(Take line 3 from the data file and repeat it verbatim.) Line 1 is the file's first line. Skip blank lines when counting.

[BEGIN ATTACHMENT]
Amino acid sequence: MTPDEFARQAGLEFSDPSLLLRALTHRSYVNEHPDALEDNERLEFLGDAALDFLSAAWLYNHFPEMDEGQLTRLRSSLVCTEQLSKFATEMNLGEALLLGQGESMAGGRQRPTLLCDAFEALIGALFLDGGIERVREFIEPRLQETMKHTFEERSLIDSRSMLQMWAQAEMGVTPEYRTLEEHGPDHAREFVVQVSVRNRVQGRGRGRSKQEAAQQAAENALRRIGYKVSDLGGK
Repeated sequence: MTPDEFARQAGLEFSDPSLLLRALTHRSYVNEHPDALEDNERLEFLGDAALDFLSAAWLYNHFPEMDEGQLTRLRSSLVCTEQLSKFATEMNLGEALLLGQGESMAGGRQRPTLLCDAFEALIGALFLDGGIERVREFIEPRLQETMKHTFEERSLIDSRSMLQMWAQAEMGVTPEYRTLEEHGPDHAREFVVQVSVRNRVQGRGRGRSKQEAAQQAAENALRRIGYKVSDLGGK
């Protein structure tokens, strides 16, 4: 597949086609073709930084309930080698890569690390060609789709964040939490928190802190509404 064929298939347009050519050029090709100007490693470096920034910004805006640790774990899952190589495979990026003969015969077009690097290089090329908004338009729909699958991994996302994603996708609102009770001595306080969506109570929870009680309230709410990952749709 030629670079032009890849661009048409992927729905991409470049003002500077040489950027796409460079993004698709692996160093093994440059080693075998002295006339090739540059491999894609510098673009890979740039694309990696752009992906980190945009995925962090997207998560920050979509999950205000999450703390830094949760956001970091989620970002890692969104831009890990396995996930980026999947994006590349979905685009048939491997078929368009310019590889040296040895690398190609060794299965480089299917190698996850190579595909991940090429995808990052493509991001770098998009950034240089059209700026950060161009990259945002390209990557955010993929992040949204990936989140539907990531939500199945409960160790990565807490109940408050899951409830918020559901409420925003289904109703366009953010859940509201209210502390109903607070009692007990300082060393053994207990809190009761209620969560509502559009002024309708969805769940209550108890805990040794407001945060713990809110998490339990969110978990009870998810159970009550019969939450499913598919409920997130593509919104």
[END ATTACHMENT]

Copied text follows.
């Protein structure tokens, strides 16, 4: 597949086609073709930084309930080698890569690390060609789709964040939490928190802190509404 064929298939347009050519050029090709100007490693470096920034910004805006640790774990899952190589495979990026003969015969077009690097290089090329908004338009729909699958991994996302994603996708609102009770001595306080969506109570929870009680309230709410990952749709 030629670079032009890849661009048409992927729905991409470049003002500077040489950027796409460079993004698709692996160093093994440059080693075998002295006339090739540059491999894609510098673009890979740039694309990696752009992906980190945009995925962090997207998560920050979509999950205000999450703390830094949760956001970091989620970002890692969104831009890990396995996930980026999947994006590349979905685009048939491997078929368009310019590889040296040895690398190609060794299965480089299917190698996850190579595909991940090429995808990052493509991001770098998009950034240089059209700026950060161009990259945002390209990557955010993929992040949204990936989140539907990531939500199945409960160790990565807490109940408050899951409830918020559901409420925003289904109703366009953010859940509201209210502390109903607070009692007990300082060393053994207990809190009761209620969560509502559009002024309708969805769940209550108890805990040794407001945060713990809110998490339990969110978990009870998810159970009550019969939450499913598919409920997130593509919104």